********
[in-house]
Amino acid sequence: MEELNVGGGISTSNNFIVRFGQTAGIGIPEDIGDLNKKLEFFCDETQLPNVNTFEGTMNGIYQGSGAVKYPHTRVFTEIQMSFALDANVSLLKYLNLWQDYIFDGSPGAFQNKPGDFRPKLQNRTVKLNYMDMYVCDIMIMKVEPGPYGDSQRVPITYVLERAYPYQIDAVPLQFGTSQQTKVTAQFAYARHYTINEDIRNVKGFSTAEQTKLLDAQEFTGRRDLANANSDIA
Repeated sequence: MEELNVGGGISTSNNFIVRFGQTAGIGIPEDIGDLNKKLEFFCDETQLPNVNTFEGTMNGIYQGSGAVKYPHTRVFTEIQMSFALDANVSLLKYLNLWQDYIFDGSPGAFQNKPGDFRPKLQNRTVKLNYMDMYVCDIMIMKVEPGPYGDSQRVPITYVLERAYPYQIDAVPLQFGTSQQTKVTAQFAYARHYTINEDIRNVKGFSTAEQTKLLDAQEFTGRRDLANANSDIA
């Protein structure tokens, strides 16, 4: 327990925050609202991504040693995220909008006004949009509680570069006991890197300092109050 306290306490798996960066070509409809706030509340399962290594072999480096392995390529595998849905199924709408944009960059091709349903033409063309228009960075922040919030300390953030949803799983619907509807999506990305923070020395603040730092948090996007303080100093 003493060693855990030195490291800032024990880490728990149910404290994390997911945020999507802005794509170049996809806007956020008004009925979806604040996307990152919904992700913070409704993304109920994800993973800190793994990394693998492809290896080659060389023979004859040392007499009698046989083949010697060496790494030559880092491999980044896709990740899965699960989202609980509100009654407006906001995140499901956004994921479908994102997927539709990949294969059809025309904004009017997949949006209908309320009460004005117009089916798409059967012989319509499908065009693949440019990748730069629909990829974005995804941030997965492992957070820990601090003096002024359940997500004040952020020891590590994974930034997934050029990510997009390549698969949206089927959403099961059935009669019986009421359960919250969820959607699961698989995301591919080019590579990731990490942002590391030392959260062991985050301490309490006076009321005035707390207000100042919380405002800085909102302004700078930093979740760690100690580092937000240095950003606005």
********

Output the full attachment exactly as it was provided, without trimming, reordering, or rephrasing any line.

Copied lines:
[in-house]
Amino acid sequence: MEELNVGGGISTSNNFIVRFGQTAGIGIPEDIGDLNKKLEFFCDETQLPNVNTFEGTMNGIYQGSGAVKYPHTRVFTEIQMSFALDANVSLLKYLNLWQDYIFDGSPGAFQNKPGDFRPKLQNRTVKLNYMDMYVCDIMIMKVEPGPYGDSQRVPITYVLERAYPYQIDAVPLQFGTSQQTKVTAQFAYARHYTINEDIRNVKGFSTAEQTKLLDAQEFTGRRDLANANSDIA
Repeated sequence: MEELNVGGGISTSNNFIVRFGQTAGIGIPEDIGDLNKKLEFFCDETQLPNVNTFEGTMNGIYQGSGAVKYPHTRVFTEIQMSFALDANVSLLKYLNLWQDYIFDGSPGAFQNKPGDFRPKLQNRTVKLNYMDMYVCDIMIMKVEPGPYGDSQRVPITYVLERAYPYQIDAVPLQFGTSQQTKVTAQFAYARHYTINEDIRNVKGFSTAEQTKLLDAQEFTGRRDLANANSDIA
């Protein structure tokens, strides 16, 4: 327990925050609202991504040693995220909008006004949009509680570069006991890197300092109050 306290306490798996960066070509409809706030509340399962290594072999480096392995390529595998849905199924709408944009960059091709349903033409063309228009960075922040919030300390953030949803799983619907509807999506990305923070020395603040730092948090996007303080100093 003493060693855990030195490291800032024990880490728990149910404290994390997911945020999507802005794509170049996809806007956020008004009925979806604040996307990152919904992700913070409704993304109920994800993973800190793994990394693998492809290896080659060389023979004859040392007499009698046989083949010697060496790494030559880092491999980044896709990740899965699960989202609980509100009654407006906001995140499901956004994921479908994102997927539709990949294969059809025309904004009017997949949006209908309320009460004005117009089916798409059967012989319509499908065009693949440019990748730069629909990829974005995804941030997965492992957070820990601090003096002024359940997500004040952020020891590590994974930034997934050029990510997009390549698969949206089927959403099961059935009669019986009421359960919250969820959607699961698989995301591919080019590579990731990490942002590391030392959260062991985050301490309490006076009321005035707390207000100042919380405002800085909102302004700078930093979740760690100690580092937000240095950003606005």